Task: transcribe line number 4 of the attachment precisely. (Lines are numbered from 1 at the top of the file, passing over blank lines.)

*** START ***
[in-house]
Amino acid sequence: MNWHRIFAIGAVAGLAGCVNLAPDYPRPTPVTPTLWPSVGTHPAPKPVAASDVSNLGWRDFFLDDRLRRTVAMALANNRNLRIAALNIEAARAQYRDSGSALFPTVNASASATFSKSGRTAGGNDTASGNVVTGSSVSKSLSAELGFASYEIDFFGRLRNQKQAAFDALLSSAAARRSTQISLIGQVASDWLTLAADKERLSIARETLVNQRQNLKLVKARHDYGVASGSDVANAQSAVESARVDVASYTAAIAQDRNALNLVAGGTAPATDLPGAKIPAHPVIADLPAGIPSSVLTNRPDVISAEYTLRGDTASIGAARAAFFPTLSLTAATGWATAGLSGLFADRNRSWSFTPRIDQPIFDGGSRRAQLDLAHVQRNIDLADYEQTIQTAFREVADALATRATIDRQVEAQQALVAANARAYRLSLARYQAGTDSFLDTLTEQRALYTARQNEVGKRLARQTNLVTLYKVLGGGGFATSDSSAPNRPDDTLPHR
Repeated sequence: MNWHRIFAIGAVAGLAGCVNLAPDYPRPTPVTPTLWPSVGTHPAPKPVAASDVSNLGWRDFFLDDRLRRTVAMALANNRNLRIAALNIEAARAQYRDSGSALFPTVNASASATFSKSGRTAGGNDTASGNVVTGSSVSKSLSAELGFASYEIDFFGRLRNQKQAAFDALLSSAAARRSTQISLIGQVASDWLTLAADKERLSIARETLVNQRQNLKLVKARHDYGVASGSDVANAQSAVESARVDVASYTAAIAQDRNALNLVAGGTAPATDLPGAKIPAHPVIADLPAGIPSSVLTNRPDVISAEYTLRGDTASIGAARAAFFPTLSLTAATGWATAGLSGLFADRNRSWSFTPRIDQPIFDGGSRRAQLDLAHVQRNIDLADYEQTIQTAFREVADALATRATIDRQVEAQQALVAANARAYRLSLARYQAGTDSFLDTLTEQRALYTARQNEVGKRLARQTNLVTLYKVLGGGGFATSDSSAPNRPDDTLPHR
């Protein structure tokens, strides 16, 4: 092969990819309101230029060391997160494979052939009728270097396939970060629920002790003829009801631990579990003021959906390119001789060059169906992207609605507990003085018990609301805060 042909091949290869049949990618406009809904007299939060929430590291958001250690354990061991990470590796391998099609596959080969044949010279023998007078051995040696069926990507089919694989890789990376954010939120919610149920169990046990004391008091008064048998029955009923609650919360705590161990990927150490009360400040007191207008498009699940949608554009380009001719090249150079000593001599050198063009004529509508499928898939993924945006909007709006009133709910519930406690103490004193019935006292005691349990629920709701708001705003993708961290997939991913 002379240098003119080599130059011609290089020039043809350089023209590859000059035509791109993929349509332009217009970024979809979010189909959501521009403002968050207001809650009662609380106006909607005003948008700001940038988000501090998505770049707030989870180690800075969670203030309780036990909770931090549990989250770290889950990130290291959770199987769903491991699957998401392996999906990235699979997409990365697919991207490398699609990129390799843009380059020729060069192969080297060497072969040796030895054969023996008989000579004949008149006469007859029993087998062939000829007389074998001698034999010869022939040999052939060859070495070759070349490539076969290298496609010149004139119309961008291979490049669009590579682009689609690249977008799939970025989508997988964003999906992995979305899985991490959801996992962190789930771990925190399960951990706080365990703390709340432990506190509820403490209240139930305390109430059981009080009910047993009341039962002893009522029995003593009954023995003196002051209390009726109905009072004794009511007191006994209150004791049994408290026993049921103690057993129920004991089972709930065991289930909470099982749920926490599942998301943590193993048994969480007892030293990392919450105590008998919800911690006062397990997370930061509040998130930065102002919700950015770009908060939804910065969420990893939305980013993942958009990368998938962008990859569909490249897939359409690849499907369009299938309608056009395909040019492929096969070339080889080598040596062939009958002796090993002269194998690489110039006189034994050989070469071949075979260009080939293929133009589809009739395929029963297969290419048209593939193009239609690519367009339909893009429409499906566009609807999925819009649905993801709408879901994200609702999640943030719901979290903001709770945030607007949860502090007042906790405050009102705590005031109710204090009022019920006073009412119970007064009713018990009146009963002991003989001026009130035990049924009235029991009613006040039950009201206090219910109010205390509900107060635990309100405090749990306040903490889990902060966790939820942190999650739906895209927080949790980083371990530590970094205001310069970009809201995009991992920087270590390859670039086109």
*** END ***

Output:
């Protein structure tokens, strides 16, 4: 092969990819309101230029060391997160494979052939009728270097396939970060629920002790003829009801631990579990003021959906390119001789060059169906992207609605507990003085018990609301805060 042909091949290869049949990618406009809904007299939060929430590291958001250690354990061991990470590796391998099609596959080969044949010279023998007078051995040696069926990507089919694989890789990376954010939120919610149920169990046990004391008091008064048998029955009923609650919360705590161990990927150490009360400040007191207008498009699940949608554009380009001719090249150079000593001599050198063009004529509508499928898939993924945006909007709006009133709910519930406690103490004193019935006292005691349990629920709701708001705003993708961290997939991913 002379240098003119080599130059011609290089020039043809350089023209590859000059035509791109993929349509332009217009970024979809979010189909959501521009403002968050207001809650009662609380106006909607005003948008700001940038988000501090998505770049707030989870180690800075969670203030309780036990909770931090549990989250770290889950990130290291959770199987769903491991699957998401392996999906990235699979997409990365697919991207490398699609990129390799843009380059020729060069192969080297060497072969040796030895054969023996008989000579004949008149006469007859029993087998062939000829007389074998001698034999010869022939040999052939060859070495070759070349490539076969290298496609010149004139119309961008291979490049669009590579682009689609690249977008799939970025989508997988964003999906992995979305899985991490959801996992962190789930771990925190399960951990706080365990703390709340432990506190509820403490209240139930305390109430059981009080009910047993009341039962002893009522029995003593009954023995003196002051209390009726109905009072004794009511007191006994209150004791049994408290026993049921103690057993129920004991089972709930065991289930909470099982749920926490599942998301943590193993048994969480007892030293990392919450105590008998919800911690006062397990997370930061509040998130930065102002919700950015770009908060939804910065969420990893939305980013993942958009990368998938962008990859569909490249897939359409690849499907369009299938309608056009395909040019492929096969070339080889080598040596062939009958002796090993002269194998690489110039006189034994050989070469071949075979260009080939293929133009589809009739395929029963297969290419048209593939193009239609690519367009339909893009429409499906566009609807999925819009649905993801709408879901994200609702999640943030719901979290903001709770945030607007949860502090007042906790405050009102705590005031109710204090009022019920006073009412119970007064009713018990009146009963002991003989001026009130035990049924009235029991009613006040039950009201206090219910109010205390509900107060635990309100405090749990306040903490889990902060966790939820942190999650739906895209927080949790980083371990530590970094205001310069970009809201995009991992920087270590390859670039086109």